Tuesday, February 3, 2009

Best of 2008 Warm Up

The Boy industriously narrowed down his many choices for movie of the year to just three: The Dark Knight, Changeling and Burn After Reading.

He's got good taste, though those probably won't be my top three. What's interesting is that all three of those movies shift gears at some point and turn into something you don't expect from the outset. The Dark Knight is pretty straightforward until Harvey Dent becomes Two-Face, at which point it becomes something else. The Changeling starts like a mystery and ends as sort-of historical muckraking. Burn After Reading starts like a light comedy and, when one of the characters is killed, turns into a dark comedy.

As I review the list, I'd say that this was a pretty good year for movies. Now, I see a skewed set of films: I see a disproportionate number of foreign movies, micro-budgeters and documentaries--though this was a bad year for distribution of those films, I think, since way fewer of 'em made it to my local theater.

I'm really not interested in seeing drab rehashes of old concepts with new stars, but if you can bring some life to an old form, like putting Robert Downey Jr. into Iron Man, I'm there.

The biggest box office movie that I didn't see this year was #4, Hancock, and that's actually a bit of a regret. I like director Peter Berg. The biggest box office movie that I would've missed was #3, Indiana Jones and the whatever.

The next big BO movie I didn't see was Twilight. Ugh. My childhood love of the vampire movie started to wane about the time Anne Rice published Interview With A Vampire. Teenage girls have basically ruined the undead for me.

There are five movies in the 11-20 range I haven't seen. And four that don't really ping a lot of interest. I've heard good things about Marley and Me (from dog people) but I'm not really knocking down the doors to see Sex and the City, Mamma Mia, Wanted and Four Christmases.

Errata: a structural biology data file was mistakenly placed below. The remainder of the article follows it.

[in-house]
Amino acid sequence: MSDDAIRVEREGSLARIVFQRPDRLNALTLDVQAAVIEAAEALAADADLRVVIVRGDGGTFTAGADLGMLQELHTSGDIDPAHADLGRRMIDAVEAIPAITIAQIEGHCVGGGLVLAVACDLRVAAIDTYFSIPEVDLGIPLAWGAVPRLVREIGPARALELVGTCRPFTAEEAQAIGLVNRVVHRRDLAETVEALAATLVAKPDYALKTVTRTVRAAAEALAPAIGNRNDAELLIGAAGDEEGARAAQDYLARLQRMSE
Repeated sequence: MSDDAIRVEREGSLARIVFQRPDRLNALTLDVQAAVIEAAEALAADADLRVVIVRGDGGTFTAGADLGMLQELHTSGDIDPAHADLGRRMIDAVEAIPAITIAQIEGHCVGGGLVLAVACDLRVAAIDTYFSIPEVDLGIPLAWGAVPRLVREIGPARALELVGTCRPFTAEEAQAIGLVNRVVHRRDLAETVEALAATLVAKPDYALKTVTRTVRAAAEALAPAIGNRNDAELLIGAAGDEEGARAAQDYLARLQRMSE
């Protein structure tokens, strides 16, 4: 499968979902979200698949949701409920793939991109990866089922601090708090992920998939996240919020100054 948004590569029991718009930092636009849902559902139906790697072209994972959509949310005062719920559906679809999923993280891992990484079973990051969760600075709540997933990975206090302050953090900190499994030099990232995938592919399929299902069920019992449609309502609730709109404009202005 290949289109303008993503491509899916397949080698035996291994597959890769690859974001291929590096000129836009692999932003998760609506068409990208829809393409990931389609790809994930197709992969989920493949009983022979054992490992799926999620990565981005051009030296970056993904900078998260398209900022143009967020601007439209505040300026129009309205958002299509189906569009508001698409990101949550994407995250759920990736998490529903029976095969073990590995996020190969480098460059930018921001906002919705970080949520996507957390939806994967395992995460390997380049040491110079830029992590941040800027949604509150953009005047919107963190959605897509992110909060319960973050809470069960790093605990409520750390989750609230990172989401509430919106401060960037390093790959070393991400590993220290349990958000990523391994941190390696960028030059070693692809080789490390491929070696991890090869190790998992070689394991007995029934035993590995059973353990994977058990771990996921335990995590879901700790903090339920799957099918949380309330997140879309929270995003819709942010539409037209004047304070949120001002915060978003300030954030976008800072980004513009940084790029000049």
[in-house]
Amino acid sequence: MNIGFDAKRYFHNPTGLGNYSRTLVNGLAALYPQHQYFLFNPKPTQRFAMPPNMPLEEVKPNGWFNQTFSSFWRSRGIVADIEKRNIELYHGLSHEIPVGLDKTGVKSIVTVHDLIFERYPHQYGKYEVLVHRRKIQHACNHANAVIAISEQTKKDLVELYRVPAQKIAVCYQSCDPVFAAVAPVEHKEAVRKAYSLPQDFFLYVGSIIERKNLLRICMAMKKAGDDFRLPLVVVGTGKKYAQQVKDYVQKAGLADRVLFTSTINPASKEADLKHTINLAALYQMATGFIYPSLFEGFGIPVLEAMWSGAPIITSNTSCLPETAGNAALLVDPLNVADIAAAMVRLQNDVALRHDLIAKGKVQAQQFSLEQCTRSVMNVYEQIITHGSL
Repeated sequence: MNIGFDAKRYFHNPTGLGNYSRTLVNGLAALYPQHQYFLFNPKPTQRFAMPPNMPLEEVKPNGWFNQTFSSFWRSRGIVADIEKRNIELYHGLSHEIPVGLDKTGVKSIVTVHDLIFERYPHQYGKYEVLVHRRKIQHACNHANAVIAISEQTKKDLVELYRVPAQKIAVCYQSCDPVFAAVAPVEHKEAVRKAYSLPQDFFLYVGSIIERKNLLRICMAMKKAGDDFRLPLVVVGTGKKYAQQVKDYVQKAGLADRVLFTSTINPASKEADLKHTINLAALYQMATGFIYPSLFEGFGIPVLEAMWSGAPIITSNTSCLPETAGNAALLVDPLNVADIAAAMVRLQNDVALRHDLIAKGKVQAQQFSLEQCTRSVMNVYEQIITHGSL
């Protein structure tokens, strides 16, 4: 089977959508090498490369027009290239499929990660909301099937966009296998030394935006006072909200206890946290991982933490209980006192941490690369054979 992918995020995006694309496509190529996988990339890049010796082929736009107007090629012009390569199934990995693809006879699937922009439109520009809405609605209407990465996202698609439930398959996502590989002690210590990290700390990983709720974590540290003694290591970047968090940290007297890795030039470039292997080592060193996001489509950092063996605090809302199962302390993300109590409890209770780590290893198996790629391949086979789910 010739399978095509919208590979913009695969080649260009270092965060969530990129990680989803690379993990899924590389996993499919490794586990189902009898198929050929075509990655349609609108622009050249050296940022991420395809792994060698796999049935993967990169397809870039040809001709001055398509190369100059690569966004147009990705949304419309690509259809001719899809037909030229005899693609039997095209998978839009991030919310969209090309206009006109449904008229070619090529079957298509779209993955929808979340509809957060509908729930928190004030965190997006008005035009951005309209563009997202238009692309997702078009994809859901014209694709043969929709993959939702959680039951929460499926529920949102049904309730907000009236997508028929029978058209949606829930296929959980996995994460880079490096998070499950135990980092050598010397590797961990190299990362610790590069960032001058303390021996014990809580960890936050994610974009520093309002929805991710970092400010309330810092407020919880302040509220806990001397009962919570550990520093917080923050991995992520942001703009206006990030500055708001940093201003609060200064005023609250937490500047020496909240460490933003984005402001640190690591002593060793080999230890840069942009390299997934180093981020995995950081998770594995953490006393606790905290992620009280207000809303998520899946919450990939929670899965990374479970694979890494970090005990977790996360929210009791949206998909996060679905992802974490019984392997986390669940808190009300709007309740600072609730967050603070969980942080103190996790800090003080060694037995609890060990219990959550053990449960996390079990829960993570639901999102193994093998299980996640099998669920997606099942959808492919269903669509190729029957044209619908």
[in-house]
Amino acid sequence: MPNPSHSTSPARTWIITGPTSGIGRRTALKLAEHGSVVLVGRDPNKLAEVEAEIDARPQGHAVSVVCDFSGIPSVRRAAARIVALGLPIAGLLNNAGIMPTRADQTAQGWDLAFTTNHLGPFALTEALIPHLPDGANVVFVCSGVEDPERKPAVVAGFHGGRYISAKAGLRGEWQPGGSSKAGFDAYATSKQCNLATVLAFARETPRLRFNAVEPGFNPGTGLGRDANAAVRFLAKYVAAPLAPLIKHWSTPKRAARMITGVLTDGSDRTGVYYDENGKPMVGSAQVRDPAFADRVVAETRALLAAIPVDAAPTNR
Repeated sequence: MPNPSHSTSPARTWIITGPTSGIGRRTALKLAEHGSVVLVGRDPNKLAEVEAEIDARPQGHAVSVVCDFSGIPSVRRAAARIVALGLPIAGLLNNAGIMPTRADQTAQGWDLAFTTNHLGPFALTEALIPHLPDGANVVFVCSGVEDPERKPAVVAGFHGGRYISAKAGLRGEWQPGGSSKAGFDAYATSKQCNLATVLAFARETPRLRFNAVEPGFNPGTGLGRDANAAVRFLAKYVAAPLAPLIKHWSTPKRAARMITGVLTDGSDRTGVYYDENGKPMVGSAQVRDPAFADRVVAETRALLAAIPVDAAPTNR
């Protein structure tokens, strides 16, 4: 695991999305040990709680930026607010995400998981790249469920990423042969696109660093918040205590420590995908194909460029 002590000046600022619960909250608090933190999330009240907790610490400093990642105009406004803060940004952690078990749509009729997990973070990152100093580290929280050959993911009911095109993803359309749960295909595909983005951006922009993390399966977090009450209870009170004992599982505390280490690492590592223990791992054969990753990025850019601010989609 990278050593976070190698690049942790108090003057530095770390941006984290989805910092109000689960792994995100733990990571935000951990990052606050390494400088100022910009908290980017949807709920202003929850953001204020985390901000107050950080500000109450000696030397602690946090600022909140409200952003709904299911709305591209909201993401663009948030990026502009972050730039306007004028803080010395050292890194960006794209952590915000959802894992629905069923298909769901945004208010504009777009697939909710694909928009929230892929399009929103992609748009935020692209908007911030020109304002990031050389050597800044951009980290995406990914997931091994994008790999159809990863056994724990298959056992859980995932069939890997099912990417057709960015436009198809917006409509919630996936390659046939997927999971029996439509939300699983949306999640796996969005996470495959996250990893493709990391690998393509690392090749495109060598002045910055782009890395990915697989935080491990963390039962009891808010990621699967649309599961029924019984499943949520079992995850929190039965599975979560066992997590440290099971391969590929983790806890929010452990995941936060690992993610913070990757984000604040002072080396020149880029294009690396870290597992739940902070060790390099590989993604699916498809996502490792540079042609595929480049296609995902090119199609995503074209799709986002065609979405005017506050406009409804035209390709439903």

You might think that if I saw 75 movies, then I'd have about 50/50 chances of seeing the rest of the list, but of course, that's not true: A great many of the movies I saw this year didn't make the list. And I have predictive ability as far as which little movies might take off. For example, the delightful little Bottle Shock grossed just over $4M while my best documentary pick, Young @ Heart grossed just under $4M. Man on Wire grossed under $3M! RockNRolla made $5.7M, apparently not benefiting at all from Guy Ritchie's high profile divorce to that singer.

Yet any of those films is objectively better by any standard than, say, 10,000 BC, which almost made it to the $100M mark. I know this without even having seen 10,000 BC.

Heh. Enough snark.

The problem I'm having with this year is that there were many very good films, but how many were truly outstanding? What's more, I've now seen Kung-Fu Panda about a zillion times, and it holds up pretty well, but Wall-E not so much. Not that it doesn't hold up, exactly, but that it doesn't seem to be a favorite. Horton Hears A Who is actually a lot more popular here.

Seeing a movie multiple times can change your opinion of it, of course. There was a lot of competent film making, but nothing that really pinned me to the back of my seat.


  1. My childhood love of the vampire movie started to wane about the time Anne Rice published Interview With A Vampire.

    I read that when I was 16. Love, love, loved it. Ha ha.

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  3. I like director Peter Berg.

    Have you reviewed The Kingdom? I thought the actor who played the Saudi cop was spectacular. And the opening credits were great--both from a design and content viewpoint.

  4. I thought Interview was dreary, though it admittedly (however unintentionally) presaged the vampire craze.

    "South Park" had a nice take on it.

    I thought I did review The Kingdom but it looks like it fell between my old review place and my blog.

    I thought it was pretty good.

    That actor who played the Saudi cop was in the Oscar-nominated Palestinian movie called Paradise Now, which is a surprisingly good film.


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